FALCON POINTS

Best and worst of Texans on display  in heartbreaking opening loss to Saints

Michele C. Watson/Houston Texans

Oh, so close. Again.

The Texans played an instant classic Monday night, showing off all their best features - and their worst - in a dramatic, heartbreaking loss to the Saints. Deshaun Watson once again showed off his clutch gene. So, too, did Drew Brees. In a frenetic last minute, the Saints scored on the final play to send the Texans home disappointed.

It was an incredible finish to a game that could set the tone for the 2019 season.

From a fan's perspective, the first game of the season takes on extra meaning. The preseason teaches us nothing, so the excitement of seeing what your team can be is what makes opening night special.

In reality, it does not mean a lot in the grand scheme. Some teams are better prepared for the start of the season than others. Most teams are healthy, which they will not be as the season goes on. Some teams don't develop their identity until several games into the season. Others hit their stride right away.

Last year, the Texans took a while, starting 0-3 before getting a miracle win in Indianapolis and going on to finish 11-5.

Monday night, they almost pulled off an opening night miracle, falling to the Saints 30-28 on a last second 58-yard field goal. We saw the potential of what they can be, and what their issues will be. Let's take a look:

OFFENSE

Positives: Deshaun Watson and the offense have a chance to be explosive. He pulled off a huge, clutch final drive, hitting DeAndre Hopkins and Kenny Stills with big plays to give he Texans the lead with under 40 seconds to play.

They had more than their share of moments otherwise, with Watson throwing three TDs and an interception, leading a balanced attack and making plays with both his arms and legs. He looked poised and professional, other than the interception. The running game looked better than expected at times, with Carlos Hyde and Duke Johnson both making plays running and in the passing game, and teaming with Watson to average almost 8 yards per carry. When things were clicking, they played Bill O'Brien's perfect idea of complementary football. Watson finished with 268 yards, three TDs, 1 pick on 20 of 30 passing and added another 40 yards and a touchdown on the ground. He played well enough win the game.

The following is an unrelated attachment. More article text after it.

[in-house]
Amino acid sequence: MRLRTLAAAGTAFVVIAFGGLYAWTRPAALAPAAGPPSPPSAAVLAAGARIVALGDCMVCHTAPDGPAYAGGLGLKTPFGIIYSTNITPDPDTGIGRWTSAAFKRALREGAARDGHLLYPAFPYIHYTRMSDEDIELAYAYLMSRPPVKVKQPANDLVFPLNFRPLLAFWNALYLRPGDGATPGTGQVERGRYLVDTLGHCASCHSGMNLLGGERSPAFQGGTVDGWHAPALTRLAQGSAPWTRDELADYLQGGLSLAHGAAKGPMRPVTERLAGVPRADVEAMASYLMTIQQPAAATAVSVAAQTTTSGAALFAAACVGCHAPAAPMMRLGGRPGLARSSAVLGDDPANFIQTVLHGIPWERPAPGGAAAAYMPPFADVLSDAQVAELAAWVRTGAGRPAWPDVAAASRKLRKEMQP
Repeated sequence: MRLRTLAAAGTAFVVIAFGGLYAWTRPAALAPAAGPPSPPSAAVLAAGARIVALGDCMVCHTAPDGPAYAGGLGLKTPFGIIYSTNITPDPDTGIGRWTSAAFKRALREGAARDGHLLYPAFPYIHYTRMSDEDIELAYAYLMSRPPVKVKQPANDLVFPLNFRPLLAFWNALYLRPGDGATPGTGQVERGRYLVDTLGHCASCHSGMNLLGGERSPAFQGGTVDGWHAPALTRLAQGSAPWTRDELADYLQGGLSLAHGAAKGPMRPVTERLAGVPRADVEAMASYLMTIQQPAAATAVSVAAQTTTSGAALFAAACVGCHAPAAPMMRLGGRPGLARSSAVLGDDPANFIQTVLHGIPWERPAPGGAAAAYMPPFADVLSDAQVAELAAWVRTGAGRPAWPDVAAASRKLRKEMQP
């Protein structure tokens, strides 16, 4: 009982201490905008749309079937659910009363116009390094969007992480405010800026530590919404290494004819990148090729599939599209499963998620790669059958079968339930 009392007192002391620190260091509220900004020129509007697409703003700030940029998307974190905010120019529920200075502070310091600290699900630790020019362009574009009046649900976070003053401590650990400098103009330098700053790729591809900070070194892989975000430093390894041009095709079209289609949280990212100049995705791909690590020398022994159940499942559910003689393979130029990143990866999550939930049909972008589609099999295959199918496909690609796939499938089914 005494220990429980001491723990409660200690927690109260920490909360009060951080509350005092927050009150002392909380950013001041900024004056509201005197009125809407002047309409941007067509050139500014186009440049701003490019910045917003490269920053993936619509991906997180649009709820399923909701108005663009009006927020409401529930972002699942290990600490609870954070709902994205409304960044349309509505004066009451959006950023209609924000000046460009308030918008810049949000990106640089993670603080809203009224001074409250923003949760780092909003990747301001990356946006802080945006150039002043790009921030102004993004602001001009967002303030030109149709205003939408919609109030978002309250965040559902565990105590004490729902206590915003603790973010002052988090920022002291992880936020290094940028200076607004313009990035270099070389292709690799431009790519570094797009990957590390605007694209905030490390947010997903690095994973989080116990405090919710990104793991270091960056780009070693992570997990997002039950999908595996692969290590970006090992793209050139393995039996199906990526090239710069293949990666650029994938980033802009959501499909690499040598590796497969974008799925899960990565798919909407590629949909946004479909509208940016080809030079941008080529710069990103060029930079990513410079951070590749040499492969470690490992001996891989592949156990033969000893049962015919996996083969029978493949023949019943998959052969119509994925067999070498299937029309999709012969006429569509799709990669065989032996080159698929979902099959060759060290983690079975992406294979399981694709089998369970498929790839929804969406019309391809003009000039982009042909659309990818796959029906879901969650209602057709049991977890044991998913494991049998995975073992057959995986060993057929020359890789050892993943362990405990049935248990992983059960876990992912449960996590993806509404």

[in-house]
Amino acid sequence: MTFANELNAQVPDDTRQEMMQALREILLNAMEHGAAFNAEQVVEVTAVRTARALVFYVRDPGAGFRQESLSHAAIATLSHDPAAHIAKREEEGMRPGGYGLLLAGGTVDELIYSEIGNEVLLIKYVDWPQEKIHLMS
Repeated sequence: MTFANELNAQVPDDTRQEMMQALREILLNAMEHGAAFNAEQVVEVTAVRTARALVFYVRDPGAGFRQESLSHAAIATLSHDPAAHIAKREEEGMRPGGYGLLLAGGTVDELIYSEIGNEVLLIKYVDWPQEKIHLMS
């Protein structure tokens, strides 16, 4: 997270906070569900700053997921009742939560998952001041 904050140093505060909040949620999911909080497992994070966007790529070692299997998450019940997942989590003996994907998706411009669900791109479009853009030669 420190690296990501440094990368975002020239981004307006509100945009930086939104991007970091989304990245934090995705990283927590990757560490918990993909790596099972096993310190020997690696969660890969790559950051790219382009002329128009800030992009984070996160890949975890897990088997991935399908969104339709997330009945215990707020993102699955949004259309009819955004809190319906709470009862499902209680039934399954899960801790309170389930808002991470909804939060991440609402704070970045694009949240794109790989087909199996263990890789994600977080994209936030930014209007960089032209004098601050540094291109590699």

Negative: The new offensive line was just like the old one, and it limited what they could do. It was basically the same starters as last year with Laremy Tunsil at left tackle. Tunsil looked a lot like a guy who had only been practicing with the team for a week. For what they paid to get him, he has to be better. In general, Watson took too many hits besides the six sacks. On his touchdown run, he should have gone out of bounds, but instead dived for the end zone and had to go to the injury tent. He simply can't take these hits and last the season. Some of it was on the O line; some on Watson. DeAndre Hopkins had some uncharacteristic drops, and an unnecessary penalty after Watson's interception. But overall, the struggles to protect Watson - the dominant theme last year - were on full display again.

DEFENSE

Positives: They got a red zone pick to stall a Saints drive and held New Orleans to just three points in the first half. But the Saints also missed a field goal and the Texans were able to control the clock and keep the defense off the field. Whitney Mercilus had a pick and a sack and looked good.

Negatives: With no Jadeveon Clowney, the Saints were able to double and triple team J.J. Watt, essentially taking him out of the game. The secondary, a mess last year, looks to be every bit as concerning this year. Yes, Drew Brees and the Saints are going to torch a lot of secondaries. But this was a serious problem for the Texans in 2018, and looks to be again. They allowed a 40-yard pass on third down late in the game, hurting their chances, then allowed Brees to get the Saints in field goal position with less than 40 seconds to play. They also struggled stopping the run - allowing a ridiculous 7.0 yards per carry, something else Clowney helped with last season. In essence, the Texans just aren't good enough to stop a high powered offense and will have to outscore teams like this. It won't be easy.

The bottom line

The Texans look very much like a team that will be able to handle mediocre squads and slow down average offenses. They are going to have a tough time with the explosive offenses on their schedule. The Saints are a legitimate Super Bowl contender and there is no shame losing in their building. But if the Texans want to be serious contenders in the AFC, they have to find ways to win against teams that have better talent. It will have to come with improvement on the offensive line, because the defense looks very shaky. Sean Payton's staff made better adjustments in the second half, but that was to be expected. All in all, not a bad effort for Week 1, and they should win a lot of games if they play like this.